Steyer Ads: Effective or Just Annoying?
When I went home earlier this month, whenever I sat down and turned on the tv, I couldn’t help but notice all of the campaign ads that were being played. I think in the total time that I was home, I probably saw about fifteen ads for Tom Steyer. And I thought to myself, if I see the same Tom Steyer ad again, I’m going to lose my mind. It wasn’t only Steyer that I saw ads for; I saw a few for Bernie Sanders and Pete Buttigieg and a handful of others. But Tom Steyer really took the cake for most ads aired on my Hulu live that weekend. In fact, Steyer leads the rest of the candidates in campaign advertisement airings by a large margin. As of September 26, Tom Steyer had spent $12 million of the estimated $15.4 million spent on television ads in the 2020 presidential race. By the end of September, he had aired 15,000 campaign ads in Iowa alone.
While I was sitting there, most likely tuning out the same Steyer ad again and wondering if there was any way for me to avoid the next inevitable one, later on, I thought about the efficiency of the campaign ads. These ads were driving me nuts, and I chose to study politics for four years of my life. But what about the average American voter? Were they being driven insane by these incessant ads too? Do these ads even achieve their purpose: to get the candidate’s name out there and build support?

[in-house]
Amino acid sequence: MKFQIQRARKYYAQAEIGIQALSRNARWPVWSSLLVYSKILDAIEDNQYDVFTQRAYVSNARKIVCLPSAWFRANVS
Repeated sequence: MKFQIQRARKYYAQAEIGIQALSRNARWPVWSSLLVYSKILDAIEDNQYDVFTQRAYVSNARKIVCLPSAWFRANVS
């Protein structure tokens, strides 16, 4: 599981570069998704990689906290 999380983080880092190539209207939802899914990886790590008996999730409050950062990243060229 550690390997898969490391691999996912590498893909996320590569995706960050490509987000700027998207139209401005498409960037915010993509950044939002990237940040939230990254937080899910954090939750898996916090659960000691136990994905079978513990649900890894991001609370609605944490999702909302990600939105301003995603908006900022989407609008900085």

A study conducted by FiveThirtyEight argues that they do and that Steyer specifically has prospered from his aggressive television campaign. Steyer’s campaign has largely been focused on the early states: Iowa, New Hampshire, Nevada, and South Carolina. Steyer has spent $417k on advertising in the first four states according to a New York Times article published mid-October. His focus on the early states has paid off as Steyer is polling higher in the early states than nationally. An article published by the New York Times in early October points out that Steyer has not polled higher than one percent in any national survey, but has been polling between two and four percent in the early states. It seems that Steyer owes his making the debate stage in the fourth democratic debate to his aggressive television campaign strategy.
Personally, let me tell you, after seeing his ad on repeat for four days I am no more of a Steyer fan that I already wasn’t beforehand. I voiced my annoyance about the Steyer ads to my older brother to which he replied, “Who’s Tom Steyer?” I had to laugh. “Exactly,” I said. So maybe he, like I, had just been blocking out these ads over time as they have become more and more common with the caucuses approaching.